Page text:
So shall thy eminence be high,
And so my passion shall not die.
But all my life shall reach its hands
Of lofty longing toward thy face,
And be as one who speechless stands
In rapture at some perfect grace.

My love, my hope, my all, shall be
To look to heaven and look to thee.

Thine eyes shall be the heavenly lights,

Thy voice shall be the summer breeze,
What time it sways, on moonlit nights,
The murmuring tops of leafy trees.

And I will touch thy beauteous form
In June's red roses, rich and warm.

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From The Saturday Review, 17 Oct.

are absolutely mischievous, and must of course be pulled down with all possible despatch. What might not the country save if there were but a grain of intelligence and insight in those who are allowed to control its expenditure!

It is a pleasanter task to contemplate the triumph of Captain Moncrieff's genius than to dwell further on the dulness of those who have so long thwarted it; so we will

is that the inventor proposed to himself, and what he has actually accomplished. The sole object of all fortifications is to enable great guns to be used for the destruction of an enemy, while the guns themselves, and those who serve them, are protected from attack. Two methods have long been in use one the barbette system; the other,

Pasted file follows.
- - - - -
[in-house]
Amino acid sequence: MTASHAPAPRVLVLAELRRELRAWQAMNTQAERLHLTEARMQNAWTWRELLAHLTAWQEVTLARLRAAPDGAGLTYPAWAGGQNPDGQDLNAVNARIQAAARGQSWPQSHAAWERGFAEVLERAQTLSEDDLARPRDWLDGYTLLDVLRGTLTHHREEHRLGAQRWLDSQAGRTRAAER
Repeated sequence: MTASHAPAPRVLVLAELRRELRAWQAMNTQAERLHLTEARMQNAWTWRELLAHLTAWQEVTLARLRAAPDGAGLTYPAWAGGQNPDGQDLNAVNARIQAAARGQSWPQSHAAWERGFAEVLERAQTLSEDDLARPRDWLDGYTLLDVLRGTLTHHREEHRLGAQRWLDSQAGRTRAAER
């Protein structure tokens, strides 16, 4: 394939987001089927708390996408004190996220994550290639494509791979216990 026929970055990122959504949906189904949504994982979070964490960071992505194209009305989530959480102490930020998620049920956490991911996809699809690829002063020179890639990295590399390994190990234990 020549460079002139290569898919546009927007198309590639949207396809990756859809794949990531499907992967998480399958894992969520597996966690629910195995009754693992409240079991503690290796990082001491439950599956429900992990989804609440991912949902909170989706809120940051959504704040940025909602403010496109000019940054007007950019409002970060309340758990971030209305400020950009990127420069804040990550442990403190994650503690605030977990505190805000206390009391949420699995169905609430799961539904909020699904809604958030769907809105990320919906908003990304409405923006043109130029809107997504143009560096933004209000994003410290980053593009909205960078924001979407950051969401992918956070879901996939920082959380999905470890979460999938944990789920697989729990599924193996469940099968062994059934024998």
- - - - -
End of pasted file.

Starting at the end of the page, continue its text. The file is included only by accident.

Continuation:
CAPTAIN MONCRIEFF's invention, which has just come to light, is in many respects the most wonderful that has been announced for many years. It is wonderful for the immediate and complete success which has attended the first experimental trial -a trial made as severe as the ingenuity of experienced officers could make it. It is won-pass at once to the consideration of what it derfully important too for the enormous saving which it will effect a saving measured by millions—in the protection of our coasts. It is not less wonderful for having at one stroke reversed the conditions of war, and given the advantage unequivocally to the defence - -a benefit of immeasurable value to a country like this, which arms only for the sake of peace and security. the embrasure system. On the former the It is very wonderful, again, for its extreme gun was mounted so as just to peer over simplicity-a simplicity so beautiful that the top of an impenetrable parapet; but every one who hears of it, and who has a the defect of it was, that there the gun grain of comprehension for the subject, can stood permanently exposed to the fire of only exclaim, as one is always tempted to the enemy, and that the gunners were do with every great and genuine invention, equally exposed during the whole process "Why was not this thought of long ago?" of loading and laying the piece. The accuBut the crowning wonder of all is that the racy attained with modern arms had become invention was actually made during the Cri- so great that enfilading and ricochet fire for mean war some ten years ago, and that a comparatively short time was enough to nearly the whole intervening time has been disable almost any barbette battery. To spent in efforts, till lately unavailing, to get make the guns and men a little safer the the professional and official mind to see that embrasure method was adopted. On this there was any invention at all. For all these plan it is true that the gun and gunners ten years the high officials who have to de- were kept below the level of the parapet, cide on matters connected with the arma- but to enable the gun to be fired it was nement of our troops and our forts have stead-cessary to pierce the parapet in front of it; ily refused to perceive that Captain Moncrieff's system was worthy of a trial; and, during this same interval, these wise engineering and artillery authorities have actually been spending about 5,000,0007. in the construction of forts which Captain Moncrieff's discovery had already rendered useless, and worse than useless. Five millions gone from official obtuseness and neglect since the invention was made this is the measure of the money value which the invention would have had in ten years only. Unfortunately this has been lost through that system of soldier-economy which has been so much in favour of late with the admirers of Storks-Balfour finance. What the ultimate saving due to the invention will be is something which baffles calculation. Not only does it render unnecessary all the costly apparatus of built-up forts with shields at 1,000l. per gun, but it makes us absolutely safer without them; and the structures which have been absorbing so much money on Portsdown Hill and a score of other places are not only not required, but